PCPs not addressing psychosocial issues in geriatric care

Study results show need for more discussion of most psychosocial topics among geriatric patients.
Study results show need for more discussion of most psychosocial topics among geriatric patients.

SAN ANTONIO—Primary care providers are not adequately discussing psychosocial topics such as alcohol use and sexual activity with older adult patients, according to research presented at the 2016 annual meeting of the American Academy of PAs (AAPA).

Older adult patients reported dissatisfaction with patient/provider discussions on a variety of topics, including alcohol use, sexual activity, mental health, home safety, and diet.

The study included 131 participants aged 65 years and older (mean age, 77.6 years) from 5 senior centers in the greater Buffalo, N.Y. region. Each participant completed a survey with 17 questions that included demographic information, quantitative measures of appointments, and topics regarding participant behavior and patient/provider discussions about certain psychosocial behavior. These behaviors included smoking, alcohol use, diet, physical activity, new-partner sexual activity, home safety (falls and harm), and exercise within the past year.

Smoking was reported by 6% of participants, alcohol use was reported by 58%, and new-partner sexual activity was reported by 8%. In addition, 78% reported eating a balanced diet, 54% reported being physically active, 18% reported a fall, 3% reported suffering harm, and 26% reported feeling depressed/anxious.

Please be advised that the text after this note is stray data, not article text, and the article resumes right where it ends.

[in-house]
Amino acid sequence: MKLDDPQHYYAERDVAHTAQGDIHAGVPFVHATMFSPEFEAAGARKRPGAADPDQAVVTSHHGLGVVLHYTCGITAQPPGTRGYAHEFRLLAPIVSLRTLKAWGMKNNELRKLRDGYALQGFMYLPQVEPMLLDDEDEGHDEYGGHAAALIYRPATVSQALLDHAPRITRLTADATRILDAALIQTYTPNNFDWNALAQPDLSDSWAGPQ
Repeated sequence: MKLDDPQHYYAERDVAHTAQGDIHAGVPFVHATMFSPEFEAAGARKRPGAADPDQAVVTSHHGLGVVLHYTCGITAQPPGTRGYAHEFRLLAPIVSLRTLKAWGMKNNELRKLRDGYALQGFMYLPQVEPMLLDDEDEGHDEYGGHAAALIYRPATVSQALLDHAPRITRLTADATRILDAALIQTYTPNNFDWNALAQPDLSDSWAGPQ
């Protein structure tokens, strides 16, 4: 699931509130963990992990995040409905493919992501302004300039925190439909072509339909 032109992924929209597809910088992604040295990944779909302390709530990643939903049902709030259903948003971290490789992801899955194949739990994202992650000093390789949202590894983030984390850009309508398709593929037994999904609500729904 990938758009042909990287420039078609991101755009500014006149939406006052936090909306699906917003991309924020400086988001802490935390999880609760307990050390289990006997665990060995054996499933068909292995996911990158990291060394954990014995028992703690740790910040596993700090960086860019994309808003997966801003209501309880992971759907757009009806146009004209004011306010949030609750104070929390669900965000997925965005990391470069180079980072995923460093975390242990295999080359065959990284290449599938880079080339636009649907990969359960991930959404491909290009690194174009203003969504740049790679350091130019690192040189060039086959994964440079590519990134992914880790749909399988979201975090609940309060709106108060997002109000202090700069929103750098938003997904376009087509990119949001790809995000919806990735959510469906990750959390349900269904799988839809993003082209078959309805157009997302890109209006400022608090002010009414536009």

For patients who told their providers that they used alcohol, 50% were not asked about the behavior. For patients who told their providers that they had a new sexual partner in the past year, 91% were not asked about this behavior.

A significant number of patients who reported other issues were not asked about them: 39% of those who admitted to falls, 50% of those who reported emotional/physical harm, and 41% with mental health issues were not asked about these. Patients who denied eating a balanced diet were not asked about this behavior in 50% of cases, and patients who did not get enough physical activity were not asked about this in 34% of cases.

Patients who admitted to smoking were likely to be asked about this behavior by their providers, with 88% of those reporting the behavior being questioned.

Participants reported feeling that several topics were often not well addressed by providers. The following were rated as addressed “not well at all” by the majority of respondents: alcohol consumption (61%), diet (27%), sexual activity (62%), home safety (48%), and mental health (48%).

The presenters noted that their results show room for improvement in “an overwhelming majority” of psychosocial topics.

“Perhaps, if more emphasis were placed on consistently obtaining a complete social history, counseling sessions could proceed where appropriate and quality of life could be maximized in this vulnerable population,” they concluded.

Reference

  1. Chapman NM, Gilbert AR, Sawchuk CE, et al. Addressing the comprehensive geriatric assessment: social and psychological issues in the aging population. ePoster presented at: 2016 annual meeting of the American Academy of PAs (AAPA); May 14-18, 2016; San Antonio, TX.
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